Schopenhauer, in the final words of his main work, compared his doctrine to the Śūnyatā of the Heart Sūtra. In Volume 1, § 71 of The World as Will and Representation, Schopenhauer wrote: "…to those in whom the will [to continue living] has turned and has denied itself, this very real world of ours, with all its suns and Milky Ways, is — nothing." To this, he appended the following note: "This is also the Prajna–Paramita of the Buddhists, the 'beyond all knowledge,' in other words, the point where subject and object no longer exist."
Calligraphy: Heart Sutra and Usnisa Vijaya Dharani Sutra in Sanskrit, Late Gupta dynasty, 7th–8th century (Important Cultural Property)
在藏傳的經論中經常提到：“佛說八萬四千法門中，般若法門最為殊勝。” (tr. into English : It is often mentioned in the Tibetan Kangyur and Tengyur "Among the eighty four thousand Dharma Teachings taught by the Buddha, the Prajñāpāramitā Dharma Teaching is the most excellent."
般若波羅蜜多心經一卷 大唐三藏玄奘譯 (trans. to English Prajñāpāramitāhṛdaya Sutra (one scroll) translated by Tang Dynasty Tripitaka Master Xuanzang (649 CE)
on page 9: Bcom-ldan-hdas-ma ses-rab-kyi-pha-rol-tu-phyin-pahi snin-po [Peking (Beijing) Kangyur No.] 21, 531 and on page 101: [Peking (Beijing) Kangyur No.] 21 [Taisho No.] 257, 250, 251, 252, 253, 254, 255, 256
阿難。般若波羅蜜是怛薩阿竭呵羅訶三耶三佛母。 (tr. to English: Ananda, The Perfection of Wisdom is the mother of Tathagatas, Arahants and Samyaksam-Buddhas)
三世諸佛之母也。(tr. to English: (The Perfection of Wisdom) is the mother of Buddhas of the three ages (ie. Past, Present and Future).)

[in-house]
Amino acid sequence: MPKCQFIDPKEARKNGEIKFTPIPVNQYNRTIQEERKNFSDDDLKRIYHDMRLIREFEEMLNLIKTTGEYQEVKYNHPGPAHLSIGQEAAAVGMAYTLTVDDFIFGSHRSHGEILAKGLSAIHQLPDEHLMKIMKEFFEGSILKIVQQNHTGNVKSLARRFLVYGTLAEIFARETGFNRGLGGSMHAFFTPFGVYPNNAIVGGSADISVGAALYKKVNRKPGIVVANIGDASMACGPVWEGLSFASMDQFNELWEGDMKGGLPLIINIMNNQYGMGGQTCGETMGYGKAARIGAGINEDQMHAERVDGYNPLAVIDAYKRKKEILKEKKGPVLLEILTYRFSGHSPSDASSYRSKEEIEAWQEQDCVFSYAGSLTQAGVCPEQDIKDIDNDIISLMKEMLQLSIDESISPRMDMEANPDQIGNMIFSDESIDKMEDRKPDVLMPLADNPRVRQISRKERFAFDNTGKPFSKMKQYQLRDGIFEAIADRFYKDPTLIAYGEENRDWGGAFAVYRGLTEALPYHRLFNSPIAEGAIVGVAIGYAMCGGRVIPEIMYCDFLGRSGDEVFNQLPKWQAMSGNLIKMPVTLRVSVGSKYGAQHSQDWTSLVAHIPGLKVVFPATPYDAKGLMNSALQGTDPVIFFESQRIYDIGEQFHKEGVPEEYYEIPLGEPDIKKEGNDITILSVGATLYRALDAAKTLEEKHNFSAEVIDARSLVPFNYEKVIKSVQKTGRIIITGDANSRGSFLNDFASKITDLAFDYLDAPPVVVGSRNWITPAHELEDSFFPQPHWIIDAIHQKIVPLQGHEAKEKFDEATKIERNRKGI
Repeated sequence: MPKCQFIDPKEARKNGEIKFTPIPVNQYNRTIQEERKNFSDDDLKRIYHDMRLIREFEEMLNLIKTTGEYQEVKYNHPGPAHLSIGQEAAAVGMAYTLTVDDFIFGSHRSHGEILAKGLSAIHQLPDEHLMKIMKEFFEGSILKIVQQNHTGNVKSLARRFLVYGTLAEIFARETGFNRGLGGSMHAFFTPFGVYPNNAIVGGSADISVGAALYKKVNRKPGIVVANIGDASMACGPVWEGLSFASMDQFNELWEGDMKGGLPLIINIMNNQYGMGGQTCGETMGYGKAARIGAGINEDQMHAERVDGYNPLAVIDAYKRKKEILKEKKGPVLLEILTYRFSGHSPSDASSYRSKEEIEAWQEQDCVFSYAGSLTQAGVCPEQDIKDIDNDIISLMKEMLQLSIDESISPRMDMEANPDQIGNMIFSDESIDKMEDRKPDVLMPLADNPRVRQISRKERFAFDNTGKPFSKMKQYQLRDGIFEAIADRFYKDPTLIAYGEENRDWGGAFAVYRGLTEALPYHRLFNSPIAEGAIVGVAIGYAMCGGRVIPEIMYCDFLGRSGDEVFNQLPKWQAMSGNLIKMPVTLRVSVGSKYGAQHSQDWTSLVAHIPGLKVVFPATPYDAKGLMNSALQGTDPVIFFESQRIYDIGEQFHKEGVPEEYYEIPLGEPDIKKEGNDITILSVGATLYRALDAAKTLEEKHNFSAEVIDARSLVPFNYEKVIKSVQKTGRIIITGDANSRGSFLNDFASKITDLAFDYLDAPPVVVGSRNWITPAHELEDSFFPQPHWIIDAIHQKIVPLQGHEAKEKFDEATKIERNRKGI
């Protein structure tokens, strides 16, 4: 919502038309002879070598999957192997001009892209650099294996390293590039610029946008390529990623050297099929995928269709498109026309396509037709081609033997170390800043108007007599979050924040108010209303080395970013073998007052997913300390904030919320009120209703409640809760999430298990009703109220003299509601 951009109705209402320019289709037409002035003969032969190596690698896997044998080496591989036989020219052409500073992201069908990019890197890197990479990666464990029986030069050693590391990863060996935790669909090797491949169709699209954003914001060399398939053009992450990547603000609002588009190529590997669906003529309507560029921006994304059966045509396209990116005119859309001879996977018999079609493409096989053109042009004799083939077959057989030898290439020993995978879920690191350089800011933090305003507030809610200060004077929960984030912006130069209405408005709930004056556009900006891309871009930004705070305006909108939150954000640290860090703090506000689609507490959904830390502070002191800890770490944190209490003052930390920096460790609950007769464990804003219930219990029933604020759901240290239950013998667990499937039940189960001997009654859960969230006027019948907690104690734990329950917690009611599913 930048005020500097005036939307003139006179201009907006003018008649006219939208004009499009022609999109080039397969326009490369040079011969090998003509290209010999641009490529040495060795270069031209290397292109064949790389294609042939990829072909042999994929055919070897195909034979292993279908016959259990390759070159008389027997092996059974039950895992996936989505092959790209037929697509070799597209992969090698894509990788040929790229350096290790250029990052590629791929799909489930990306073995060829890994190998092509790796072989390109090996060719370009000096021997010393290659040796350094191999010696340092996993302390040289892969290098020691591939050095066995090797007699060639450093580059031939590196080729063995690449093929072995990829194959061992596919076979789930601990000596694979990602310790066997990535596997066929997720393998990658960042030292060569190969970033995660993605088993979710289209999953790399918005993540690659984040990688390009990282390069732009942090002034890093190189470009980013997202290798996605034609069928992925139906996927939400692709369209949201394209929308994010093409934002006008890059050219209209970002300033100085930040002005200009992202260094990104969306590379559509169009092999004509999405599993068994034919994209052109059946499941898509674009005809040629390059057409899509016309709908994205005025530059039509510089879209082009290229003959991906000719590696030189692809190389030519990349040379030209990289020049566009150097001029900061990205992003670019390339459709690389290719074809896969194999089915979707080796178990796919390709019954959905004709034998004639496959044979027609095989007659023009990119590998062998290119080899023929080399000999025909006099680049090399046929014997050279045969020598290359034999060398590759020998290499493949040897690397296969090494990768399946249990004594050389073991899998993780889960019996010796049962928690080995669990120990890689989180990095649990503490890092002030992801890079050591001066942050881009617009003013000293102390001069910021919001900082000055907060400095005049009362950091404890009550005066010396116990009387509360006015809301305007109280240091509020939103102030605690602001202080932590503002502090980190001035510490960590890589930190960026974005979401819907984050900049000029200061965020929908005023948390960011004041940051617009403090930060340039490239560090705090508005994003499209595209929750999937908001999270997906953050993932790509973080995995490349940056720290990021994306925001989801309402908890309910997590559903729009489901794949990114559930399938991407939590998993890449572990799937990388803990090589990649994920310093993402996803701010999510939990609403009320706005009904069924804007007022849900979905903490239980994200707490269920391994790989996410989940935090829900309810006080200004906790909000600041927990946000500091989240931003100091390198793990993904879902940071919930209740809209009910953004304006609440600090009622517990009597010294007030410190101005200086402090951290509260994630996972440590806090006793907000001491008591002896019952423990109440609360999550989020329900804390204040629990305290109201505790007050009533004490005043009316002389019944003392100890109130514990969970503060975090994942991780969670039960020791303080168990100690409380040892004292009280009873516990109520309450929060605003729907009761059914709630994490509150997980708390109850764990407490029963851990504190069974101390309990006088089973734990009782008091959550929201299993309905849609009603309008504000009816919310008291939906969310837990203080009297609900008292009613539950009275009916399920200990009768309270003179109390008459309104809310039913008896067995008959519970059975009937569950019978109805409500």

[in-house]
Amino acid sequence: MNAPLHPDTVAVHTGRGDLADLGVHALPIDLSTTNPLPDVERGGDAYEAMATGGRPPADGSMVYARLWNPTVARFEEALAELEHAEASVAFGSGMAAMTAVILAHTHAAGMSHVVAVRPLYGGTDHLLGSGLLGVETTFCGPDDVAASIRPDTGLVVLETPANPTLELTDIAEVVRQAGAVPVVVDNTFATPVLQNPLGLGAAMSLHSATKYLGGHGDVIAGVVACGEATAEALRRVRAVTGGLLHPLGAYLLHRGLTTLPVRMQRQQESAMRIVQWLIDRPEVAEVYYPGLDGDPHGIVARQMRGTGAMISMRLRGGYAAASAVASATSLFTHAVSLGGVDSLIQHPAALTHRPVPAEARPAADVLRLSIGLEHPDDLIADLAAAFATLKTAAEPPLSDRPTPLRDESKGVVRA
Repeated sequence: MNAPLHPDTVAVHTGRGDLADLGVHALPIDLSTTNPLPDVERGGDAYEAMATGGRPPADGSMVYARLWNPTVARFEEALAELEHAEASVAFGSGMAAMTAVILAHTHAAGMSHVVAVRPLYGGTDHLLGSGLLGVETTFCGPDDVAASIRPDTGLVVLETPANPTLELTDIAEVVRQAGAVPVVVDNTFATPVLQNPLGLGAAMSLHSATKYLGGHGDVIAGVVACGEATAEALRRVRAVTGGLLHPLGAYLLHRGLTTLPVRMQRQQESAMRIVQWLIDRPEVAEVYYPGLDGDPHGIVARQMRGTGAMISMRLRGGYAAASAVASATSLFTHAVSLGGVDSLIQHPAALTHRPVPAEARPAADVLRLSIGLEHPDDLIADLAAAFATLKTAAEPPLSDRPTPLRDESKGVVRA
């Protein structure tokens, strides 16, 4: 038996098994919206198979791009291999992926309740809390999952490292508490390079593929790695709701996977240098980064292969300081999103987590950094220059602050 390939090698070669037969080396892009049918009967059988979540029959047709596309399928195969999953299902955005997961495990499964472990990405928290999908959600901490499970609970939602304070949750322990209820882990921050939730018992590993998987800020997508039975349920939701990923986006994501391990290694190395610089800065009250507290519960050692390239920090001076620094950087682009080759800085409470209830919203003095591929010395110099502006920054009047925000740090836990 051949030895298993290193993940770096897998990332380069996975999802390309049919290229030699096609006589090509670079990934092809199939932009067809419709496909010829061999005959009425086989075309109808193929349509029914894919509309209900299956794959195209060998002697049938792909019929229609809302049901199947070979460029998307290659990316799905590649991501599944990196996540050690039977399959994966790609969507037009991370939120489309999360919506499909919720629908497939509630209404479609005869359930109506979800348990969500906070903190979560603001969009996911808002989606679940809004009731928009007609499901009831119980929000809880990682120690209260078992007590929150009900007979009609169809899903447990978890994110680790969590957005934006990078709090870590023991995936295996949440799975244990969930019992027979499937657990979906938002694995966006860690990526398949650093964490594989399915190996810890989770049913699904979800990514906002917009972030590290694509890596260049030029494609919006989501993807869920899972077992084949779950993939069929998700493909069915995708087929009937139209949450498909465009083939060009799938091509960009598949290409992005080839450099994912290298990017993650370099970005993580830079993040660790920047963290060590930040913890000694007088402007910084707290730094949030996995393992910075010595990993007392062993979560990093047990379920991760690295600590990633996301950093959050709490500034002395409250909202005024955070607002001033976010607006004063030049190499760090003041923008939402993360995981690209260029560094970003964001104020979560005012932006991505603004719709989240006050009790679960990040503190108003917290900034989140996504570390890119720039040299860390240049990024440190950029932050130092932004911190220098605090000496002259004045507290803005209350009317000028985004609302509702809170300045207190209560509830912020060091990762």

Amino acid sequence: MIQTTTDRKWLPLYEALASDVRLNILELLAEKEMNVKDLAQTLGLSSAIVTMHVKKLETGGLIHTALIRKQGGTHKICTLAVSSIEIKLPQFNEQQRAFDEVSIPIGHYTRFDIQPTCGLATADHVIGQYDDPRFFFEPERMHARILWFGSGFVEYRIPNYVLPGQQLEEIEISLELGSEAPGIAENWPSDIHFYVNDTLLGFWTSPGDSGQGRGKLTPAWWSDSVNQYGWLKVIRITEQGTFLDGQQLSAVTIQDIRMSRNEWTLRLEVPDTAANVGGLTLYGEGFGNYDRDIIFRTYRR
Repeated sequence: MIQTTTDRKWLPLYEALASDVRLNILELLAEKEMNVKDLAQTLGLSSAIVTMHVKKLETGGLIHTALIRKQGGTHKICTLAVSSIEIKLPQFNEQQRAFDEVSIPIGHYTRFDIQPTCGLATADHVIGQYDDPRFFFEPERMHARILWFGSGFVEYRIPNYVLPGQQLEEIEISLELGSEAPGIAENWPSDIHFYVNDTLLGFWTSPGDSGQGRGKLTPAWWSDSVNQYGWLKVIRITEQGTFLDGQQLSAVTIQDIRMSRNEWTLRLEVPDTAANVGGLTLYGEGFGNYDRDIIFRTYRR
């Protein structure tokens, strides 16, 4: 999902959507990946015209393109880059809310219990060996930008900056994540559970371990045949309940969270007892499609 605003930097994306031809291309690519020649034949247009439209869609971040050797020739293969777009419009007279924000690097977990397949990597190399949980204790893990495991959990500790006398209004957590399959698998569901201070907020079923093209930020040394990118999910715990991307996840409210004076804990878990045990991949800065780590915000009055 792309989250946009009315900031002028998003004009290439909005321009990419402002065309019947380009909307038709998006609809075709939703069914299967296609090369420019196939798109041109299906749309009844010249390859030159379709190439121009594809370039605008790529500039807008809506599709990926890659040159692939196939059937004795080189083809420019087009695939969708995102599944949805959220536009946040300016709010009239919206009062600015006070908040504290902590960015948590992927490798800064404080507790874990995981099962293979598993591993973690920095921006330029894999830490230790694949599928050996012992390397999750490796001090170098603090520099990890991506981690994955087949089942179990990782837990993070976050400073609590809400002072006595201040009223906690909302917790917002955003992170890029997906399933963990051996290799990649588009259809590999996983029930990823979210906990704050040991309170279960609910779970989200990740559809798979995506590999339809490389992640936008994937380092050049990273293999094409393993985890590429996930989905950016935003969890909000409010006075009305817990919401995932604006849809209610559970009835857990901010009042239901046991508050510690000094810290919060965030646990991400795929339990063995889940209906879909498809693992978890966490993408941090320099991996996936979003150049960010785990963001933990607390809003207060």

English Summary of Contents: The webpage lists the practices of the major schools of Japanese Buddhism re: Heart Sutra. In addition to the above, it also states that Jōdo Shinshū does not use the Heart Sutra. The Jōdo Shinshū Ōtani-ha School also does not use the Heart Sutra. The Nichiren School which relies on the Lotus Sutra does not chant any other sutra besides the Lotus Sutra.
而房山石经中唐高宗显庆六年 （661年） 镌刻的 《心经》 是现存最早的版本， 镌刻时玄奘尚在世， 三年以后才圆寂。 这部石经明确题署： “三藏法师玄奘奉诏译”，而且造经功德主来自邻近长安的栎阳县， 距离玄奘当时所在的大慈恩寺不远。同时， 唐高宗总章二年（669 年）镌刻的《心经》， 同样题署“三藏法师玄奘奉诏译”。 此外， 西安碑林收藏的咸亨三年（672 年）弘福寺沙门怀仁集王羲之书《大唐三藏圣教序》 后面的 《心经》， 也题署“玄奘奉诏译”。 由此可以确证： 玄奘翻译了 《心经》， 而且是“奉”唐太宗的“诏”命翻译的。 (tr. to English: …amongst Fangshan Stone Sutra Steles, the engraved stone stele of the Heart Sutra dated to 661 CE is the earliest extant copy of [Xuanzang’s 649 translation of] the Heart Sutra, made while Xuanzang was still alive, as he passed away three years after the engraving. This stone sutra stele explicitly states in its colophon : “Tripitaka Master Xuanzang was ordered to translate”;moreover the merits for engraving the stele came mainly from Yueyang County adjacent from Chang’an (today’s Xian), which is not far from Daci’en Monastery [where Xuanzang was translating sutras at the time]. Also there is another engraved stone stele of the Heart Sutra [located at Fangshan] dated to 669 CE which also has the same colophon inscription i.e. “Tripitaka Master Xuanzang was ordered to translate”. In addition to these, we have the Xian's Stele Forest [stone stele] dated to 672 CE, Hongfu Temple’s [another temple where Tripitaka Master Xuanzang translated sutras] Ven. Master Huairen’s [commission of the (re)engraving of] “Foreword of the Holy Teaching of the Tripitaka of the Great Tang” [written by Emperor Tang Taizong] [reign 626 CE - 649 CE] and on the reverse the “Heart Sutra” [both] in the collected calligraphic style of Wang Xizhi, also is inscribed with “Xuanzang was ordered to translate”. Therefore these examples certified that Xuanzang did indeed translate the Heart Sutra and furthermore was ordered to do so by Emperor Taizong of the Tang Dynasty.)
Calligraphy: Heart Sutra and Usnisa Vijaya Dharani Sutra in Sanskrit, Late Gupta dynasty, 7th–8th century (Important Cultural Property)
『八千頌般若』では部派仏教の伝統に抵触しない世尊、大比丘眾（特にスブーテイ、シャーリプトラ、アーナンダ等）、弥勒、天部といった登場人物たちによって過激を＜般若波羅蜜多＞思想が討義されている。(English tr to follow)
いずれにしても『陀羅尼集経』卷第一「釈迦仏頂三昧陀羅尼品」では＜仏頂尊＞信仰を核とする＜般若波羅蜜多（般若菩薩）＞信仰と＜観音菩薩＞信仰との併合が看取されるのは事実である。このこと、4‐５世紀のインドの大乗仏教徒たちが「般若波羅蜜」や「観世音菩薩」などを一緒に信仰し供養していた事実を伝える法顕による目擊談とも一致する。 (English tr to follow)